8. Write a to do list
Some people find to do lists stressful but for others it may be helpful. You might want to have a couple of to do lists – a long one of all of the things you want to do for different subjects (e.g. for Religious Studies: I want to learn five Biblical quotes on divorce/Jesus’ death/miracles etc), and then each week pick a few things from this list that you want to complete.
9. Healthy eating and drink water
Keep a water bottle on your desk to make sure that you drink enough water. Try having fruit in your water – you can mix up combinations and also remember to eat healthy snacks throughout the day. Start the day with a good breakfast and have nice, healthy meals to look forward to (you may want to make lunch in the morning – such as a pasta salad). It is really important to be feeding your body the right foods to help your brain.
10. Limit distractions
When you are working put your phone and all other devices that you are not using in another room. Tell your family/friends that you are working, this means you can get on without distractions.
11. Find things you are interested in
In the subjects that you are less keen on, try and find some things that you are interested in within that topic and expand on those with more research, link what you have learnt to other topics within that subject as this will expand your knowledge.
12. Spend time with others
It is important to spend time with others when you are not working. You can teach others about what you have studied, this will also help you to remember and understand information – if you feel as if you can’t explain part of something, then you don’t fully understand it and that shows that you need to go over it again. Get others to ask you questions from textbooks/flashcards to test your knowledge. I make presentations on certain topics to show to my mum as it is a change from writing down notes and you can be more creative and become better at presenting.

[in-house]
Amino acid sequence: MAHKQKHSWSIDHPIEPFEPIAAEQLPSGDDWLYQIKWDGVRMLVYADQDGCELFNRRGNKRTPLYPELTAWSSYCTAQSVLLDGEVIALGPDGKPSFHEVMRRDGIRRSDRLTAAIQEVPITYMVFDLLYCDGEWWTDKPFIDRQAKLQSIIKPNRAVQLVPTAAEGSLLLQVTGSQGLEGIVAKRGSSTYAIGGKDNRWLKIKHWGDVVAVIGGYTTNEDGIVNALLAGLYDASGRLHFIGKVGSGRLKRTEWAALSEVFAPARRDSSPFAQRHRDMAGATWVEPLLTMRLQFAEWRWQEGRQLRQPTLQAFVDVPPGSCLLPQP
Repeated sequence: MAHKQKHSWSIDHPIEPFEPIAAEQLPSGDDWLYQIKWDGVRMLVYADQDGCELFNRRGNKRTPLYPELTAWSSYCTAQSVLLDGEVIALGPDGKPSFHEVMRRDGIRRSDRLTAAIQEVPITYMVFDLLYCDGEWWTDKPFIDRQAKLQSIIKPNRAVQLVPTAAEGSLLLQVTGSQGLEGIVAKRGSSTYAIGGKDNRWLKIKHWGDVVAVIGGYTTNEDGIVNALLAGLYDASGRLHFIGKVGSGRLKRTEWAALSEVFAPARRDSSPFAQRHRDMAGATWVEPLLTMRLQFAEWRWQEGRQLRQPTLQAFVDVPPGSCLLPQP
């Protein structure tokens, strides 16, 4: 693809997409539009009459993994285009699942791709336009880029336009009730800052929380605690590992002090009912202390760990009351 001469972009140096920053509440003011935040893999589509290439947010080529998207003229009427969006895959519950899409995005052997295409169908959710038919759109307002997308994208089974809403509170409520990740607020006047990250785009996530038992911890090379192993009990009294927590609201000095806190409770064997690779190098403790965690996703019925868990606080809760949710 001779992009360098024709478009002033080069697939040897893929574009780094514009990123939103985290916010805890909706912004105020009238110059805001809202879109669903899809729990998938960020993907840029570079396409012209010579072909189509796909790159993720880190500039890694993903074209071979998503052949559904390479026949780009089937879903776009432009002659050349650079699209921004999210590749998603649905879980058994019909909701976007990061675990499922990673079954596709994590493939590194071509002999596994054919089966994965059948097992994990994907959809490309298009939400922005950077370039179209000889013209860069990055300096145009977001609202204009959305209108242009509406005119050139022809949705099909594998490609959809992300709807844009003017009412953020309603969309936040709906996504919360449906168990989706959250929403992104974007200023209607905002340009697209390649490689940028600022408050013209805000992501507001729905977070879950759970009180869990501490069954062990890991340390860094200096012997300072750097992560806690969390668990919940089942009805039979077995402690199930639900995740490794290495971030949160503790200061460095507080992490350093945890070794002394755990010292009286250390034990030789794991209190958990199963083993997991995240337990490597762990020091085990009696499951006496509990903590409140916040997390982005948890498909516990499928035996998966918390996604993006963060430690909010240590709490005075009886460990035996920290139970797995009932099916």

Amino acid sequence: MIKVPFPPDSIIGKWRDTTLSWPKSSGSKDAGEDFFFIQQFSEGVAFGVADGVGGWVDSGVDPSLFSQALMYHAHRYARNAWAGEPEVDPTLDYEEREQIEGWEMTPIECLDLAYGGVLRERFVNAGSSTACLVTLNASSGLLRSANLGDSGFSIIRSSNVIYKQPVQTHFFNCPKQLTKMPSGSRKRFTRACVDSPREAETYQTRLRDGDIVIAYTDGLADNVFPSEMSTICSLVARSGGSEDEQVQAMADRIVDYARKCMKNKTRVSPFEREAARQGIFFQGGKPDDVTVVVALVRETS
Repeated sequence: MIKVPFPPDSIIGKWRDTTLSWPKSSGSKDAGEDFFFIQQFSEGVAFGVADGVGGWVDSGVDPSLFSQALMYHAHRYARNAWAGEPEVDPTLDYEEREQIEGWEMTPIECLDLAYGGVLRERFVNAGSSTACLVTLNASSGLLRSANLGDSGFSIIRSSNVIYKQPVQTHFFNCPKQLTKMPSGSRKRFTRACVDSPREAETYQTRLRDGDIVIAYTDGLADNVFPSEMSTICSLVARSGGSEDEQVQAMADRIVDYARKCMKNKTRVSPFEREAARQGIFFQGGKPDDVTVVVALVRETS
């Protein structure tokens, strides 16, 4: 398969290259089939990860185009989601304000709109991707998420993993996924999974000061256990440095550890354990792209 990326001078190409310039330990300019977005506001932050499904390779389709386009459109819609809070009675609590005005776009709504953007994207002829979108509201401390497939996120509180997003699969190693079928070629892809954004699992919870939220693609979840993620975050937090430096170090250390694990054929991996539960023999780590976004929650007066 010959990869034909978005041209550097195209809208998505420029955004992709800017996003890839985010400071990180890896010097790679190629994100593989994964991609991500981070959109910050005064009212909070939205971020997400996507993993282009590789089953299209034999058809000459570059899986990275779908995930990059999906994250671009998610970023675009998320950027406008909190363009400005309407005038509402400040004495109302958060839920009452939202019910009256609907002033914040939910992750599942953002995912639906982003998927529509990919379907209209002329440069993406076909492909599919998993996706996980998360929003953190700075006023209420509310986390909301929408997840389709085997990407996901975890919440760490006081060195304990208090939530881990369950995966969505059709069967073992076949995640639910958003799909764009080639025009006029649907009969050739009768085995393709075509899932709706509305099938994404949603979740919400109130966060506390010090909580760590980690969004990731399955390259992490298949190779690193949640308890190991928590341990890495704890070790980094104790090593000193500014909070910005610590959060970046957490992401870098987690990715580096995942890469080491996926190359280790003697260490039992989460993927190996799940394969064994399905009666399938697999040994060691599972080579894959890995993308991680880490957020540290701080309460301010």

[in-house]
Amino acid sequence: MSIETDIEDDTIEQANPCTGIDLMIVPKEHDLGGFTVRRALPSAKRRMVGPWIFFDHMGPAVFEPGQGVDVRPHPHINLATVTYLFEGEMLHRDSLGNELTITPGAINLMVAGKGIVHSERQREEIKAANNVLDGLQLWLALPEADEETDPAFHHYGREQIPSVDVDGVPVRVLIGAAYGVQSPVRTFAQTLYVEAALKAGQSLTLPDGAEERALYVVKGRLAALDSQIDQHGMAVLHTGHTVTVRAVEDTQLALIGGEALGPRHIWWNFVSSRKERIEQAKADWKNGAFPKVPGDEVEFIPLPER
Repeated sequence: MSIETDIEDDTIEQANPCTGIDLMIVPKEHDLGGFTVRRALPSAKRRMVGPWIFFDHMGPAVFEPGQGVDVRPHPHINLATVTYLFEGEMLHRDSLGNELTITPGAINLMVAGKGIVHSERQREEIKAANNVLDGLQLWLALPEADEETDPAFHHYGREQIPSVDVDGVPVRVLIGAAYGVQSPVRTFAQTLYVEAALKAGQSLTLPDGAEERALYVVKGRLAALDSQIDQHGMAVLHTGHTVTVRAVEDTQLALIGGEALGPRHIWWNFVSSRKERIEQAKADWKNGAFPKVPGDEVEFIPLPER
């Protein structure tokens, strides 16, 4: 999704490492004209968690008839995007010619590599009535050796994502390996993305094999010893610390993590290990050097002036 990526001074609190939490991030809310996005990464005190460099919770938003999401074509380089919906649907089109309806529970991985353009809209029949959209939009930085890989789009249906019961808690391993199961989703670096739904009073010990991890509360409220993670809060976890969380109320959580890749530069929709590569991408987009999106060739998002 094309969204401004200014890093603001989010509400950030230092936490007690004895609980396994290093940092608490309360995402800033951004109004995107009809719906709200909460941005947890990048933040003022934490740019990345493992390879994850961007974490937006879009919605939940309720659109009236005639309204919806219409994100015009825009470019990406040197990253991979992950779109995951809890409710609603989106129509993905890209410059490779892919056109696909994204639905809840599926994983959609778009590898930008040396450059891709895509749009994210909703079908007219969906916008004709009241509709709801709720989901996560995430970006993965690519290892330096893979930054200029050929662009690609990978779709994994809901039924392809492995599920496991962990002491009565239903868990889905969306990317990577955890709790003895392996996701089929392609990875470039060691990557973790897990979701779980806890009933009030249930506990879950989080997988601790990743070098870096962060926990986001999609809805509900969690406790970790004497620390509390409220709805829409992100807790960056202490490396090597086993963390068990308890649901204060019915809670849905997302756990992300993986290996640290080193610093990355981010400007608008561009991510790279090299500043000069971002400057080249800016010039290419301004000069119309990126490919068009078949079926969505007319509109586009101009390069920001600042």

13. Watch study videos or time-lapse your work
If you find studying videos helpful then there are lots available on Youtube. If not, try time-lapsing your own work and watching it back. I find that this helps me feel more motivated.
14. Treat yourself
Have things to look forward to, even if at the end of the day you just take 15 minutes to do something you enjoy or at the weekend make plans for something fun so you can look forward to it. Make sure that you reward yourself if you have worked hard.
15. Write down what you have learnt at the end of the day
At the end of the day write some notes on the things you learnt so you refresh the topics – this will make them stick more, and gives you a review of the things that you don’t remember.
16. Have a healthy work-life balance
Make sure you have a time where you stop working, for me this is 5pm as I like to spend the evening with my family. Don’t dwell on work during your breaks and when you have finished for the day. Spend time off-screen and do what makes you happy and relaxed to wind down in the evening. Have some days work-free where you can pursue hobbies and spend time with others.
I suffer from anxiety, particularly around exams which can limit my productivity levels – if you suffer with stress or anxiety, focus on small amounts of work and appreciate that you do the best you can. From when I was young I was quite bright so people expect me to get good exam results, this is added pressure that I don’t need, so forget what other people think, forget about how other people are doing and focus on yourself. If you do badly in ‘important’ exams then you can retake them, and there are always more options. Try and remember that exams are not the end of the world. Think about the progress you have made, how much you have learnt in the past month, I have learnt so many new things.
I hope you found this post helpful,